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Wednesday, April 7, 2010

A&M: 2003 April

5th April 2003
Commentators are complaining that the Iraqi army is refusing to confront the coalition forces head-on. Very sensible of them. Quintus Fabius Maximus (charmingly known as Verrucosus, 'covered in warts') would have applauded.

In 218 BC Hannibal brought his Carthaginian army (complete with elephants) from north Africa, across Spain and southern France, and over the Alps down into Italy. His purpose was to take revenge on the Romans for the Carthaginian defeat in the first Punic War (265-241 BC). In battles at Ticinus, Trebia and Trasimene he thrashed the Romans in open field, at a cost to the Romans of about 50,000 casualties. The Romans were appalled at this turn of events. It was time for them to re-think their strategy against an inspiring and innovative general with a superbly trained and highly flexible army, and Fabius was the man to do it. His proposal was not popular, but it was their only hope: to fight Hannibal where Hannibal was not. Consequently, Fabius started to dog Hannibal's steps, following him wherever he went as if he were 'Hannibal's paedagogus' (i.e. the slave who followed the young master to school, carrying his books), as those contemptuous of the policy put it. Fabius camped on high ground, where Hannibal would not dare to attack, and engaged in a war of attrition, harrying his foraging parties so that they could not collect food or fodder ('kicking the enemy in the stomach', as Romans later called it). He upset Hannibal's lines of communication, attacked his allies, launched swift guerrilla raids and generally did everything he could to lower enemy morale by causing maximum disruption, but without ever engaging in the open. On one occasion he even had Hannibal trapped, but let the chance slip. When Fabius returned briefly to Rome to supervise some religious rituals, his colleague Minucius won a skirmish against Hannibal and foolishly decided to take him on properly. Only Fabius' intervention saved Minucius' army from a very severe mauling. Even so, the Romans did not learn their lesson: they fielded a gigantic army to confront Hannibal at Cannae in 216 BC, and lost some 50,000 dead. They learned it then.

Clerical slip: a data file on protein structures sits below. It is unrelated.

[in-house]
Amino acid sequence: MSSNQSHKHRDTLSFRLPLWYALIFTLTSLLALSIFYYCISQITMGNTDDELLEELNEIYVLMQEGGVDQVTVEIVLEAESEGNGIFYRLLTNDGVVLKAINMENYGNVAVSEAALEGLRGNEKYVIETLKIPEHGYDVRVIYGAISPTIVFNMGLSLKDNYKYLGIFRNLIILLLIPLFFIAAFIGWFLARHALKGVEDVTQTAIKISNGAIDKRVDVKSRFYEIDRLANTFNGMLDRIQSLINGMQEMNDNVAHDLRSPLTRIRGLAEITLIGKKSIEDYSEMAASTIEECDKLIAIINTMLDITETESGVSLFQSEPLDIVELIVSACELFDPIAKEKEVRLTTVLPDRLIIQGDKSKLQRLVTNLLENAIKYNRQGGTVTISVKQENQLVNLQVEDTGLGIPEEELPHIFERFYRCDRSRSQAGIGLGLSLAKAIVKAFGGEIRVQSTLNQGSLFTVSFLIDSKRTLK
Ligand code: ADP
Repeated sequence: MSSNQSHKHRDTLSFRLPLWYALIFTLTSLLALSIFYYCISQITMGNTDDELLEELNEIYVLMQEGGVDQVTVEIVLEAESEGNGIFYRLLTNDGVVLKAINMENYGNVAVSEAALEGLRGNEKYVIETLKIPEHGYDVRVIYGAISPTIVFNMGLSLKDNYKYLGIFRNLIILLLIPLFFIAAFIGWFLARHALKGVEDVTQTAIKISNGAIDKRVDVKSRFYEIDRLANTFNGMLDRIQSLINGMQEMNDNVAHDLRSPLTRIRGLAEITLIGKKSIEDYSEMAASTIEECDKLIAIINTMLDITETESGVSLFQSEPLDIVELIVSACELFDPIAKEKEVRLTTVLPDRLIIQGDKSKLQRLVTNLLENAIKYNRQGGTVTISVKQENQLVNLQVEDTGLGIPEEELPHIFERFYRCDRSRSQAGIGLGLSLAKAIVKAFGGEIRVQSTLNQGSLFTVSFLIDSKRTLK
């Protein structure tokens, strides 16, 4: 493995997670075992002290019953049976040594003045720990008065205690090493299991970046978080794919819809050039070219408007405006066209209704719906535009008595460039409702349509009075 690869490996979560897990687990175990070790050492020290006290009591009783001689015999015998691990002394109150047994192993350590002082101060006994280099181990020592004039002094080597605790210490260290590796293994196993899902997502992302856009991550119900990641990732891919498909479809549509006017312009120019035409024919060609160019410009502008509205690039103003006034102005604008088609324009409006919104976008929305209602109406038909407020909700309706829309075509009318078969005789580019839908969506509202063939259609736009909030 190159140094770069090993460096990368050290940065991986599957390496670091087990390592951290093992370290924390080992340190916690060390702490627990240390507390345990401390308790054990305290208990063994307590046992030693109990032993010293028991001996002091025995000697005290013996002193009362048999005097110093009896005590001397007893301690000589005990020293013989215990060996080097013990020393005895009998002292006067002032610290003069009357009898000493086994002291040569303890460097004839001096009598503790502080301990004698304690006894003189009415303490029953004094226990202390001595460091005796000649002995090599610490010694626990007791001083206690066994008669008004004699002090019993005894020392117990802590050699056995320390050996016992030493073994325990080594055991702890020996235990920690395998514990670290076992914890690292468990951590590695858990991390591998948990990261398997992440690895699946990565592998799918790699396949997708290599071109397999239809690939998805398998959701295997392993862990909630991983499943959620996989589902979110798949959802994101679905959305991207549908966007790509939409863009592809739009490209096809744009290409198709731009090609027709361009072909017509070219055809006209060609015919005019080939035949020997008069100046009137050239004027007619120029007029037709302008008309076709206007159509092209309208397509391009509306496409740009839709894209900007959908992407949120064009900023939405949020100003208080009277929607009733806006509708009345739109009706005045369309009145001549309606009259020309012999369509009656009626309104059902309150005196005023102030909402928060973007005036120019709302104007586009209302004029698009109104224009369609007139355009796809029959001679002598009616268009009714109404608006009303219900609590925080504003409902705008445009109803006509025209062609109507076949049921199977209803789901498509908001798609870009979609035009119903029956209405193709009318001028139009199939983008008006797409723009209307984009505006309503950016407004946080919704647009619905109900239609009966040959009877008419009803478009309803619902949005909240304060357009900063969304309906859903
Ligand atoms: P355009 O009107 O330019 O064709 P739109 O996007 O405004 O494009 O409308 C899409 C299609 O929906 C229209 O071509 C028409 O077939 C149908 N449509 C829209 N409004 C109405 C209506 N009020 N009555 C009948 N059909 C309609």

So Romans went back to harassing. They denied Hannibal reinforcements and attacked Carthage in Spain and Africa, and Hannibal was finally forced out of Italy. Fabius earned the nick-name Cunctator, 'delayer', for his strategy (an improvement on Verrucosus). His tactics stumped Hannibal. Will they stump von Rumsfeld?